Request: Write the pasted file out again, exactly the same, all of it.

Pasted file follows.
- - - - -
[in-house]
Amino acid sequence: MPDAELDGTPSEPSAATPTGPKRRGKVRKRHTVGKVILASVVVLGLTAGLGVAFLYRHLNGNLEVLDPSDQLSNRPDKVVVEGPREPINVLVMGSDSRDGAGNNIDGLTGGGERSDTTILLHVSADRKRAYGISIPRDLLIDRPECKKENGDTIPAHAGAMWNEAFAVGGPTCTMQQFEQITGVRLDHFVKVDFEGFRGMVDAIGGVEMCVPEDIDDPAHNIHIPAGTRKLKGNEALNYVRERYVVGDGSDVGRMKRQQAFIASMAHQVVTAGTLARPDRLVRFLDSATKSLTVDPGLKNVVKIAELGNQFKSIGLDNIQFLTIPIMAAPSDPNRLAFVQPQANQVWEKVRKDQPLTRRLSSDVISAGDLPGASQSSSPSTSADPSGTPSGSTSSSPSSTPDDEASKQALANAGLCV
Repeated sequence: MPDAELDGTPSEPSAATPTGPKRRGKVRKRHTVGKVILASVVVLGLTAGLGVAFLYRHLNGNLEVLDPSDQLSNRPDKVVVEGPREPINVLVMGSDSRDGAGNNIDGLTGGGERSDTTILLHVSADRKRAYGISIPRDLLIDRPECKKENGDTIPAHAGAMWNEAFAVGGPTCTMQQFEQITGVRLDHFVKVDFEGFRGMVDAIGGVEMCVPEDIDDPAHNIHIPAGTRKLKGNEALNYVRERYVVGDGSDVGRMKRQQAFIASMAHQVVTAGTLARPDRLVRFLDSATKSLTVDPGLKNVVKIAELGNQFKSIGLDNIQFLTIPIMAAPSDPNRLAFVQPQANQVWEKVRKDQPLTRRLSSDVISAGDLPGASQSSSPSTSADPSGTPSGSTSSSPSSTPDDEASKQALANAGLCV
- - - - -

[in-house]
Amino acid sequence: MPDAELDGTPSEPSAATPTGPKRRGKVRKRHTVGKVILASVVVLGLTAGLGVAFLYRHLNGNLEVLDPSDQLSNRPDKVVVEGPREPINVLVMGSDSRDGAGNNIDGLTGGGERSDTTILLHVSADRKRAYGISIPRDLLIDRPECKKENGDTIPAHAGAMWNEAFAVGGPTCTMQQFEQITGVRLDHFVKVDFEGFRGMVDAIGGVEMCVPEDIDDPAHNIHIPAGTRKLKGNEALNYVRERYVVGDGSDVGRMKRQQAFIASMAHQVVTAGTLARPDRLVRFLDSATKSLTVDPGLKNVVKIAELGNQFKSIGLDNIQFLTIPIMAAPSDPNRLAFVQPQANQVWEKVRKDQPLTRRLSSDVISAGDLPGASQSSSPSTSADPSGTPSGSTSSSPSSTPDDEASKQALANAGLCV
Repeated sequence: MPDAELDGTPSEPSAATPTGPKRRGKVRKRHTVGKVILASVVVLGLTAGLGVAFLYRHLNGNLEVLDPSDQLSNRPDKVVVEGPREPINVLVMGSDSRDGAGNNIDGLTGGGERSDTTILLHVSADRKRAYGISIPRDLLIDRPECKKENGDTIPAHAGAMWNEAFAVGGPTCTMQQFEQITGVRLDHFVKVDFEGFRGMVDAIGGVEMCVPEDIDDPAHNIHIPAGTRKLKGNEALNYVRERYVVGDGSDVGRMKRQQAFIASMAHQVVTAGTLARPDRLVRFLDSATKSLTVDPGLKNVVKIAELGNQFKSIGLDNIQFLTIPIMAAPSDPNRLAFVQPQANQVWEKVRKDQPLTRRLSSDVISAGDLPGASQSSSPSTSADPSGTPSGSTSSSPSSTPDDEASKQALANAGLCV